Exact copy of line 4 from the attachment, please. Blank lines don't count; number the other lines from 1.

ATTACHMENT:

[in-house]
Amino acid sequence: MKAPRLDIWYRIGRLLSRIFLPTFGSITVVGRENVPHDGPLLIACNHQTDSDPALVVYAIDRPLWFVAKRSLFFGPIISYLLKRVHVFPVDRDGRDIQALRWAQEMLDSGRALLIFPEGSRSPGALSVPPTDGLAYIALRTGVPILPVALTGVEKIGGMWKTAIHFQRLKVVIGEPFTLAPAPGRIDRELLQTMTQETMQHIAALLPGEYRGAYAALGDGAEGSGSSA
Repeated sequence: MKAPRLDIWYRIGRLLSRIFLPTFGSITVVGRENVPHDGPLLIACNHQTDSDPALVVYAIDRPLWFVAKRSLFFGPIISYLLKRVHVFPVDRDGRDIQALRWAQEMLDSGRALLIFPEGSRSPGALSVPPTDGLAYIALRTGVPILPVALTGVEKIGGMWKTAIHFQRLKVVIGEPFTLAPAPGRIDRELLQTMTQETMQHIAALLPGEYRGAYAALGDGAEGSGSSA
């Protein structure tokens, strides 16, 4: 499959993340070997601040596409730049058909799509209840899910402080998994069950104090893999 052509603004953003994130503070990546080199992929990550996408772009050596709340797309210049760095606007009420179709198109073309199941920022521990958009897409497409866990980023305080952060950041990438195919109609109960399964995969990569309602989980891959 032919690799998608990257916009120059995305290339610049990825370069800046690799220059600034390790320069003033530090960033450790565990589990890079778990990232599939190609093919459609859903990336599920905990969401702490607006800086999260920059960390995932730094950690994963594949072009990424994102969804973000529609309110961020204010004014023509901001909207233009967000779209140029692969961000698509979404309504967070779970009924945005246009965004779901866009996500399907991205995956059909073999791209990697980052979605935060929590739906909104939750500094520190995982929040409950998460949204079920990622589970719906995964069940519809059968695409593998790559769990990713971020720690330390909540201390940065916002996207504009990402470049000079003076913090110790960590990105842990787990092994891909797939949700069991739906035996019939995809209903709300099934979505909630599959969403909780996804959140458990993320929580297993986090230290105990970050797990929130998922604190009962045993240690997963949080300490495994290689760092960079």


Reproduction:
């Protein structure tokens, strides 16, 4: 499959993340070997601040596409730049058909799509209840899910402080998994069950104090893999 052509603004953003994130503070990546080199992929990550996408772009050596709340797309210049760095606007009420179709198109073309199941920022521990958009897409497409866990980023305080952060950041990438195919109609109960399964995969990569309602989980891959 032919690799998608990257916009120059995305290339610049990825370069800046690799220059600034390790320069003033530090960033450790565990589990890079778990990232599939190609093919459609859903990336599920905990969401702490607006800086999260920059960390995932730094950690994963594949072009990424994102969804973000529609309110961020204010004014023509901001909207233009967000779209140029692969961000698509979404309504967070779970009924945005246009965004779901866009996500399907991205995956059909073999791209990697980052979605935060929590739906909104939750500094520190995982929040409950998460949204079920990622589970719906995964069940519809059968695409593998790559769990990713971020720690330390909540201390940065916002996207504009990402470049000079003076913090110790960590990105842990787990092994891909797939949700069991739906035996019939995809209903709300099934979505909630599959969403909780996804959140458990993320929580297993986090230290105990970050797990929130998922604190009962045993240690997963949080300490495994290689760092960079």